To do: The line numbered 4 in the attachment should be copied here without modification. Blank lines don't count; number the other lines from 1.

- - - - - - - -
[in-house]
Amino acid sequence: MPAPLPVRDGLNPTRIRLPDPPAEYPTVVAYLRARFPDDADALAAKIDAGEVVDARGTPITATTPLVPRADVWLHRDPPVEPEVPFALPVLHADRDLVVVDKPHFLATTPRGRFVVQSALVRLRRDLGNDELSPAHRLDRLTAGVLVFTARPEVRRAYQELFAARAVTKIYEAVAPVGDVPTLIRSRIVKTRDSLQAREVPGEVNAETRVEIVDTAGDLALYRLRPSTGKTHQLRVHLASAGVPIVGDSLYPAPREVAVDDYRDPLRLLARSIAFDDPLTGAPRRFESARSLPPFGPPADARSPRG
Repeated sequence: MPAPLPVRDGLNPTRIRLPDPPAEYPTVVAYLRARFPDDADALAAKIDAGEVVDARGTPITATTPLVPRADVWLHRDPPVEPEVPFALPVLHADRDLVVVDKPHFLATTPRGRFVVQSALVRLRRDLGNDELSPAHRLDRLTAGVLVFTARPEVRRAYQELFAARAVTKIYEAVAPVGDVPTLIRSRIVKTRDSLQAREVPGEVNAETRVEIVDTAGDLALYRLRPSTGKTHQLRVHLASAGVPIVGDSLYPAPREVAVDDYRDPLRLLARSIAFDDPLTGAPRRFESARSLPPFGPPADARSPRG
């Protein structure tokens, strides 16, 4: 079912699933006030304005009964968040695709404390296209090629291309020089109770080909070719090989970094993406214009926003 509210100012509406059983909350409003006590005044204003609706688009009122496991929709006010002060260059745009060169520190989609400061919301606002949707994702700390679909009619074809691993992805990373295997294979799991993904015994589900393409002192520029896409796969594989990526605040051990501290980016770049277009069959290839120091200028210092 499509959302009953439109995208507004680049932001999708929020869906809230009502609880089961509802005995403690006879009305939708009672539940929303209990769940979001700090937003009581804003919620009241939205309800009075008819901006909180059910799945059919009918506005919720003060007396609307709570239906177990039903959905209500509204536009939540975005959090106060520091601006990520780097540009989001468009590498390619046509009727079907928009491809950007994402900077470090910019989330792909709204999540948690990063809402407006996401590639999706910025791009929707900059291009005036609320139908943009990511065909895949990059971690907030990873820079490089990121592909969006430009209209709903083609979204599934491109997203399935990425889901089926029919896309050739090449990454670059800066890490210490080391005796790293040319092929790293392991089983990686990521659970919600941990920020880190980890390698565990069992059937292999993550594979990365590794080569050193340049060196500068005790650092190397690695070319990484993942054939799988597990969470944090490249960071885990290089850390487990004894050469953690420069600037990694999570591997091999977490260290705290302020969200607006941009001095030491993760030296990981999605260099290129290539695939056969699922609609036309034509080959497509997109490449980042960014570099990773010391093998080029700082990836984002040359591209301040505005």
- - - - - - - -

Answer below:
């Protein structure tokens, strides 16, 4: 079912699933006030304005009964968040695709404390296209090629291309020089109770080909070719090989970094993406214009926003 509210100012509406059983909350409003006590005044204003609706688009009122496991929709006010002060260059745009060169520190989609400061919301606002949707994702700390679909009619074809691993992805990373295997294979799991993904015994589900393409002192520029896409796969594989990526605040051990501290980016770049277009069959290839120091200028210092 499509959302009953439109995208507004680049932001999708929020869906809230009502609880089961509802005995403690006879009305939708009672539940929303209990769940979001700090937003009581804003919620009241939205309800009075008819901006909180059910799945059919009918506005919720003060007396609307709570239906177990039903959905209500509204536009939540975005959090106060520091601006990520780097540009989001468009590498390619046509009727079907928009491809950007994402900077470090910019989330792909709204999540948690990063809402407006996401590639999706910025791009929707900059291009005036609320139908943009990511065909895949990059971690907030990873820079490089990121592909969006430009209209709903083609979204599934491109997203399935990425889901089926029919896309050739090449990454670059800066890490210490080391005796790293040319092929790293392991089983990686990521659970919600941990920020880190980890390698565990069992059937292999993550594979990365590794080569050193340049060196500068005790650092190397690695070319990484993942054939799988597990969470944090490249960071885990290089850390487990004894050469953690420069600037990694999570591997091999977490260290705290302020969200607006941009001095030491993760030296990981999605260099290129290539695939056969699922609609036309034509080959497509997109490449980042960014570099990773010391093998080029700082990836984002040359591209301040505005």